- If you have an existing functioning ZCS server, you can use it instead of a new one, but make sure to back up all your data and that you know your LDAP root password (this password was created during ZCS installation). This setup works with single- as well as with multi-server Zimbra setups.
- Download ZimbraPosixAccount, ZimbraSamba and ZimbraLDAPUtils extensions for your version of ZCS from the Zimbra Gallery (http://gallery.zimbra.com). Note that these extensions are different for ZCS 4.5.x and ZCS 5.x.
Installing Zimbra LDAP Utils extension
Note: Zimbra LDAP Utils extension is included with ZCS 4.5.5. If you have ZCS 4.5.5 or later, you may skip this step.
- Download Zimbra LDAP utils server extension from Zimbra Gallery 
- Log in to your Zimbra mail server, make sure you are root. If you have a multi-server setup, this is the server that runs the mailbox service. Create folder /opt/zimbra/lib/ext/zimbraldaputils. Make sure that the folder's owner is root:root and the access mod is 4096.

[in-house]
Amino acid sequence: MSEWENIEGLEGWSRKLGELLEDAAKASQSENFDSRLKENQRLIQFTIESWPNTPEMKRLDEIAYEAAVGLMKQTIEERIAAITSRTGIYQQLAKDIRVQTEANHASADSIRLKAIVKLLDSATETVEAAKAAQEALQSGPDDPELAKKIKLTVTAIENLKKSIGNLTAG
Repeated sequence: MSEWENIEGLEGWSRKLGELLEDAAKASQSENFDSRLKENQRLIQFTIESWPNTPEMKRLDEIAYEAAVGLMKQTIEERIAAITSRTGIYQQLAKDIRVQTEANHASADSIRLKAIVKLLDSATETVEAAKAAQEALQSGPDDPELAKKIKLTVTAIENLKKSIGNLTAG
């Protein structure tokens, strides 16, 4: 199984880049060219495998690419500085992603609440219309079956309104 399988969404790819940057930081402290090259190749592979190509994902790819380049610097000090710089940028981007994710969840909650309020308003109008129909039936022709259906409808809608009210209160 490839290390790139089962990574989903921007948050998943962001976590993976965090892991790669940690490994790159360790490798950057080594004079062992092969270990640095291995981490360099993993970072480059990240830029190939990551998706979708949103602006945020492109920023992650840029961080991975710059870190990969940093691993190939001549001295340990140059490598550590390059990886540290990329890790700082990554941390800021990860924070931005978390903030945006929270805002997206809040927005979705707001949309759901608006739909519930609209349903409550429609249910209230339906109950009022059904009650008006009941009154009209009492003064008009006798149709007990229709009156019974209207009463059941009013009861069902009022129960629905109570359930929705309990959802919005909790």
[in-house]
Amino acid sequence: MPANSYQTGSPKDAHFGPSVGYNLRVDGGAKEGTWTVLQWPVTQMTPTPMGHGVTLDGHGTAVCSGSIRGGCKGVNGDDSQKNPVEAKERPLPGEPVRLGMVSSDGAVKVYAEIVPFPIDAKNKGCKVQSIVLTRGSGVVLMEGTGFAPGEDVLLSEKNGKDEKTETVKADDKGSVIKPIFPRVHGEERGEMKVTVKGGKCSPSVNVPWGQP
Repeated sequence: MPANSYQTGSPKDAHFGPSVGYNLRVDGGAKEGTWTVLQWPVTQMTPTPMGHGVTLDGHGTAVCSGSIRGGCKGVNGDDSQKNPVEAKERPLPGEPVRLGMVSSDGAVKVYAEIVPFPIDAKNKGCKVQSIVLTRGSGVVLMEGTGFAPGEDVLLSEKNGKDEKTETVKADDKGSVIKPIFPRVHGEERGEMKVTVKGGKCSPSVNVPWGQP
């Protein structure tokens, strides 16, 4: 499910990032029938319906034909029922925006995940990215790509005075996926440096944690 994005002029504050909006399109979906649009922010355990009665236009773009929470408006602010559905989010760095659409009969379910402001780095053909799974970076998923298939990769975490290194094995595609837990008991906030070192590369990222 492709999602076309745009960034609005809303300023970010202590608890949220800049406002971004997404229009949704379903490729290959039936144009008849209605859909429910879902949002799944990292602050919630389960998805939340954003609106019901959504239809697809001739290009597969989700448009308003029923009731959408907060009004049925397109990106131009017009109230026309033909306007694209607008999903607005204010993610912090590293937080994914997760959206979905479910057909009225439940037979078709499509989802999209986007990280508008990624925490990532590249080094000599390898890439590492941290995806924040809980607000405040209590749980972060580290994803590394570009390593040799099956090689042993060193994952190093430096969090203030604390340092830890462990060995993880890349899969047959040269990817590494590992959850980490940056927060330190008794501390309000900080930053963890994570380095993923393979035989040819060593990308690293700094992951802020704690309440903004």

- Extract zimbraldaputils.jar file from ZimbraLDAPUtils.zip and put it into /opt/zimbra/lib/ext/zimbraldaputils/zimbraldaputils.jar
- Restart tomcat on the Zimbra mail server (this can be done by running zmcontrol stop / zmcontrol start as zimbra user).
Installing ZimbraPosixAccount and ZimbraSamba extensions for Zimbra Admin
- Download zimbra_posixaccount  Admin extension from Zimbra Gallery 
- Download zimbra_samba  Admin extension from Zimbra Gallery 
- Extract files from ZimbraPosixAccount.zip to a folder on your desktop computer, open zimbra_posixaccount folder and edit config_template.xml.
- Edit ldapSuffix property in config_template.xml. This property is the path in your LDAP tree where all Linux and Samba user information will be stored. This can be the name of your primary email domain written in the ldap syntax. E.g. if your domain is mycompany.com, then ldapSuffix will be